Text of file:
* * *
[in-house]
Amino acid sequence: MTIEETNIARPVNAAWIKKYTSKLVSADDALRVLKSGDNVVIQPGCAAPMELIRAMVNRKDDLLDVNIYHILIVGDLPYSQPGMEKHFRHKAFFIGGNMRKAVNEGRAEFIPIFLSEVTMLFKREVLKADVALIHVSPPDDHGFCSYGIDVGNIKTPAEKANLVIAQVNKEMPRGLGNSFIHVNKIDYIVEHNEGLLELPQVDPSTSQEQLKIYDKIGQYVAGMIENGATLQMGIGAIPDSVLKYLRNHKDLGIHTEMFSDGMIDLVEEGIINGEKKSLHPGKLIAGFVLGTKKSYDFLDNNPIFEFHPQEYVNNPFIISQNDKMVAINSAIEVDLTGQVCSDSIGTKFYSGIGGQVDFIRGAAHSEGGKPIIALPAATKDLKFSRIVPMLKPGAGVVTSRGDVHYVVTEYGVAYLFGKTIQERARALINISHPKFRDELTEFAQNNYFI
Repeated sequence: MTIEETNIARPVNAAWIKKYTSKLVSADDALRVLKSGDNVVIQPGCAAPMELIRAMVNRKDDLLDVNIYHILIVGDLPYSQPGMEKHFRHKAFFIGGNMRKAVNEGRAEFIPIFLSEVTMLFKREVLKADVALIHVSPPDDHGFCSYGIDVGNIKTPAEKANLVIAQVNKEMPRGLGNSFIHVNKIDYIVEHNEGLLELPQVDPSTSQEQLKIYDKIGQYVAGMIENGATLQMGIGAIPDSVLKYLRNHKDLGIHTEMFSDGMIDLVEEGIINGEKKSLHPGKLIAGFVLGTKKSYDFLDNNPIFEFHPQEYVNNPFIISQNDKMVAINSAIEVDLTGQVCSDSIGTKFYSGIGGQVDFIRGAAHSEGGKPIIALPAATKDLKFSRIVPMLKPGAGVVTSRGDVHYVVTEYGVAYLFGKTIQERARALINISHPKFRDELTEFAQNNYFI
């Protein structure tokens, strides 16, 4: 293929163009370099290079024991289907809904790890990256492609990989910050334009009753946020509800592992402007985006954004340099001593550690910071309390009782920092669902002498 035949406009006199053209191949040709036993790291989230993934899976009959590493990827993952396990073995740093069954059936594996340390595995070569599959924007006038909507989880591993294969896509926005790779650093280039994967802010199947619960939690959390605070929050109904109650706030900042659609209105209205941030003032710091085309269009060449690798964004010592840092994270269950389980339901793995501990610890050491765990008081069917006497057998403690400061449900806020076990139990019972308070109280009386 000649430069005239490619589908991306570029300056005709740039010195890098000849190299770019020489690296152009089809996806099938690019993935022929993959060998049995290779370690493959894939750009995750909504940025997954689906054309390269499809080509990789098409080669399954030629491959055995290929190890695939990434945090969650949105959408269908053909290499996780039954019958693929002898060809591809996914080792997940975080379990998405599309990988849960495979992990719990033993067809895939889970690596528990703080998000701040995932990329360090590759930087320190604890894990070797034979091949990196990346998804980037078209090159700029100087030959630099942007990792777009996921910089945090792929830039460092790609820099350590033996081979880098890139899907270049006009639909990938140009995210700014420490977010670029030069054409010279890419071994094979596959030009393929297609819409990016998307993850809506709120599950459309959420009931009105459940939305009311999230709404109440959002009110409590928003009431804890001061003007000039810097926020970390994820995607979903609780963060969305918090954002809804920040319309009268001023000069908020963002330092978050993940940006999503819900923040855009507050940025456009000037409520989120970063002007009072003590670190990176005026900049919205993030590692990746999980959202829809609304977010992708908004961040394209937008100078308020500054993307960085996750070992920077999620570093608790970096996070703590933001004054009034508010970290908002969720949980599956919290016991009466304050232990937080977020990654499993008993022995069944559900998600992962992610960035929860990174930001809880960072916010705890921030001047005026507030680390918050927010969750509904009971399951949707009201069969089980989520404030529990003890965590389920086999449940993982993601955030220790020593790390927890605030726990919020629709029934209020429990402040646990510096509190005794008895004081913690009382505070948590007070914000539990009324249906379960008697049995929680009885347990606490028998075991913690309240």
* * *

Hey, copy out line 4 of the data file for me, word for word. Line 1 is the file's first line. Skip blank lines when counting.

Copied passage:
């Protein structure tokens, strides 16, 4: 293929163009370099290079024991289907809904790890990256492609990989910050334009009753946020509800592992402007985006954004340099001593550690910071309390009782920092669902002498 035949406009006199053209191949040709036993790291989230993934899976009959590493990827993952396990073995740093069954059936594996340390595995070569599959924007006038909507989880591993294969896509926005790779650093280039994967802010199947619960939690959390605070929050109904109650706030900042659609209105209205941030003032710091085309269009060449690798964004010592840092994270269950389980339901793995501990610890050491765990008081069917006497057998403690400061449900806020076990139990019972308070109280009386 000649430069005239490619589908991306570029300056005709740039010195890098000849190299770019020489690296152009089809996806099938690019993935022929993959060998049995290779370690493959894939750009995750909504940025997954689906054309390269499809080509990789098409080669399954030629491959055995290929190890695939990434945090969650949105959408269908053909290499996780039954019958693929002898060809591809996914080792997940975080379990998405599309990988849960495979992990719990033993067809895939889970690596528990703080998000701040995932990329360090590759930087320190604890894990070797034979091949990196990346998804980037078209090159700029100087030959630099942007990792777009996921910089945090792929830039460092790609820099350590033996081979880098890139899907270049006009639909990938140009995210700014420490977010670029030069054409010279890419071994094979596959030009393929297609819409990016998307993850809506709120599950459309959420009931009105459940939305009311999230709404109440959002009110409590928003009431804890001061003007000039810097926020970390994820995607979903609780963060969305918090954002809804920040319309009268001023000069908020963002330092978050993940940006999503819900923040855009507050940025456009000037409520989120970063002007009072003590670190990176005026900049919205993030590692990746999980959202829809609304977010992708908004961040394209937008100078308020500054993307960085996750070992920077999620570093608790970096996070703590933001004054009034508010970290908002969720949980599956919290016991009466304050232990937080977020990654499993008993022995069944559900998600992962992610960035929860990174930001809880960072916010705890921030001047005026507030680390918050927010969750509904009971399951949707009201069969089980989520404030529990003890965590389920086999449940993982993601955030220790020593790390927890605030726990919020629709029934209020429990402040646990510096509190005794008895004081913690009382505070948590007070914000539990009324249906379960008697049995929680009885347990606490028998075991913690309240």